The month of October 1917 was an interesting one for Jack. He and the 8th Queen’s were carrying out improvements of the trenches when it began, but, on October 4, 1917, Jack left the battalion to return to England for an officer’s training course at the military base in Aldershot. Stay tuned for a post on this in the coming weeks. We cover Jack’s movements closely here on our site, and when he is out of the trenches for the duration of a couple of months, it can be easy to forget that the war doesn’t stop when his letters slow down. Indeed, some of the most pivotal events of the war occurred in October 1917.
Let’s begin with the Western Front.
Canadian infantry at the Second Battle of Passchendaele.
Photo via Wikimedia Commons.
In Flanders, the Battle of Third Ypres was raging on when October began. The Battle of Polygon Wood ended on October 3 only to give way to a British attack to take Gheluvelt Plateau on October 4. The British accomplished their objectives by establishing control of Broodseinde Ridge. Rain began to drench the battlefields soon after this first offensive ended, creating muddy conditions for the soldiers and adding another challenge to future fighting. On October 9, the British began their first attempt to take Passchendaele at the Battle of Poelcapelle. It ended in failure. Three days later, on October 12, the First Battle of Passchendaele began – a second, larger try at the objective the British had hoped to achieve at Poelcapelle – but it was eventually stopped because of the terrible weather. The British tried again to take their objectives at the Second Battle of Passchendaele, which began on October 26 and did not end until November 10. What happened at Passchendaele eventually became the stuff of legend.
Cataclysmic events were occurring off of the battlefield as well. On October 15, Mata Hari, an exotic dancer of Dutch origin, was shot after being convicted of espionage. She had moved to Paris in 1903, becoming one of the most famous performers of the period. She had sexual relationships with many members of the European elite and eventually became tangled up in WWI after beginning a relationship with an officer in the Russian Expeditionary Force. The French recognized that her international reputation could make her the perfect spy, and Mata Hari accepted their proposal. In the course of events, however, the French began to suspect that Hari was actually helping the Germans and eventually executed her. The facts of her trial are clouded in shades of gray. Some believe, in fact, that she was the victim of a set-up, convicted and used as a scapegoat.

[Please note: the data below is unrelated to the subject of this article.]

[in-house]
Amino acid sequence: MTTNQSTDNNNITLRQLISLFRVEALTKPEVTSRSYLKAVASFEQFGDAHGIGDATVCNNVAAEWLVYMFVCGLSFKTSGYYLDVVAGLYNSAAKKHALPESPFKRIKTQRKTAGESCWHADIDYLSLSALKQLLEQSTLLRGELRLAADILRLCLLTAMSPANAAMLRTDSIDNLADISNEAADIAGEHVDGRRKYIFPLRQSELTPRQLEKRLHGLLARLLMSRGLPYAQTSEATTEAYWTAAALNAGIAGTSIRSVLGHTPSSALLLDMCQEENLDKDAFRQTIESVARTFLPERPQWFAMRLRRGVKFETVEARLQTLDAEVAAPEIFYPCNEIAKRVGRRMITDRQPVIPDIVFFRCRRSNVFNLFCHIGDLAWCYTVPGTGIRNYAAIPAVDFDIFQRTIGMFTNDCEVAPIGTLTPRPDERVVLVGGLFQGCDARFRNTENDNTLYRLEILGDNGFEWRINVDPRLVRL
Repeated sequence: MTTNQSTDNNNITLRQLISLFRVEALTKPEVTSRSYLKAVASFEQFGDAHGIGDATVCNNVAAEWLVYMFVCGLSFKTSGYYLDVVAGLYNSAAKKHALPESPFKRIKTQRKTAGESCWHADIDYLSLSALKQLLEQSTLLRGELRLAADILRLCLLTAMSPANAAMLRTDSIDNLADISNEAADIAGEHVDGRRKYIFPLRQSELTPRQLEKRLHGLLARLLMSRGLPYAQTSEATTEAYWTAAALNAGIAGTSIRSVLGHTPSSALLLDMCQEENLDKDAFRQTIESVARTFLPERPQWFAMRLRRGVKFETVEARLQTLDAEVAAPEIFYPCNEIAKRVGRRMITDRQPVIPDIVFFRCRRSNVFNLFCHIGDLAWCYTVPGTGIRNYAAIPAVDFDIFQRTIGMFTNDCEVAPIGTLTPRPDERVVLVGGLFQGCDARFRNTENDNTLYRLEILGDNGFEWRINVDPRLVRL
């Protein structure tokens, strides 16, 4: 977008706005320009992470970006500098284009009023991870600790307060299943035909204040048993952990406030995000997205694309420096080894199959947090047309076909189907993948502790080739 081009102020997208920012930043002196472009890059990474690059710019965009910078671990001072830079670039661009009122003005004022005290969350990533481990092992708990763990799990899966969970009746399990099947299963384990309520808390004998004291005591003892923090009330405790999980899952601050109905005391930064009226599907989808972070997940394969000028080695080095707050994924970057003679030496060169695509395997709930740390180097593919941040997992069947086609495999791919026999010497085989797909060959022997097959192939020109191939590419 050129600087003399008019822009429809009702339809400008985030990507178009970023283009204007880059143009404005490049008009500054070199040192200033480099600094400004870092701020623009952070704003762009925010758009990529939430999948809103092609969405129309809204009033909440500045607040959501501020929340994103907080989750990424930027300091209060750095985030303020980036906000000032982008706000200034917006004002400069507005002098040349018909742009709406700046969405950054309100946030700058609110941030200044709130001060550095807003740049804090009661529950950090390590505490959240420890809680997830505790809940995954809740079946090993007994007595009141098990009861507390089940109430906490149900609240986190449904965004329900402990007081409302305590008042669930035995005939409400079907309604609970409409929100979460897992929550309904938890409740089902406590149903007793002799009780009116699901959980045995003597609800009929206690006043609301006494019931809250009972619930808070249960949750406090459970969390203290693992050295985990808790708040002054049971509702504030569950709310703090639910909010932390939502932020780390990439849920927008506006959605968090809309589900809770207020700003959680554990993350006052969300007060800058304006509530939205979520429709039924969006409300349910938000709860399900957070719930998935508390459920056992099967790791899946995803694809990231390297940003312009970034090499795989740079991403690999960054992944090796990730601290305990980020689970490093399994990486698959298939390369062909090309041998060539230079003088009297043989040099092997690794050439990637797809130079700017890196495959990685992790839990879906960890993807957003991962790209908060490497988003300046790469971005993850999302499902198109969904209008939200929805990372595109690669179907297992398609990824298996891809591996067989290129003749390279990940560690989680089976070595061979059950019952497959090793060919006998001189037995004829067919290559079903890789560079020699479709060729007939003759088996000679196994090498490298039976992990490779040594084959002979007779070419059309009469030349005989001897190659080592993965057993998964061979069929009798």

Mata Hari c. 1910.
Photo via Wikimedia Commons.
The story of Russia in October 1917 is, perhaps, the most important of the three things we’re highlighting today. Vladimir Lenin had been forced to live in exile in Finland since July, having called for the Provisional Government to give way to Soviet rule. Unrest continued after he left, and in October 1917, the proper environment was in place for a Bolshevik coup d’état and Lenin returned to Petrograd. Under his leadership, the coup eventually took place in November 1917. While Jack was back in England, Lenin was returning to Petrograd to set in motion the events that were to finally establish the Soviet Union and change the course of twentieth century history irrevocably.
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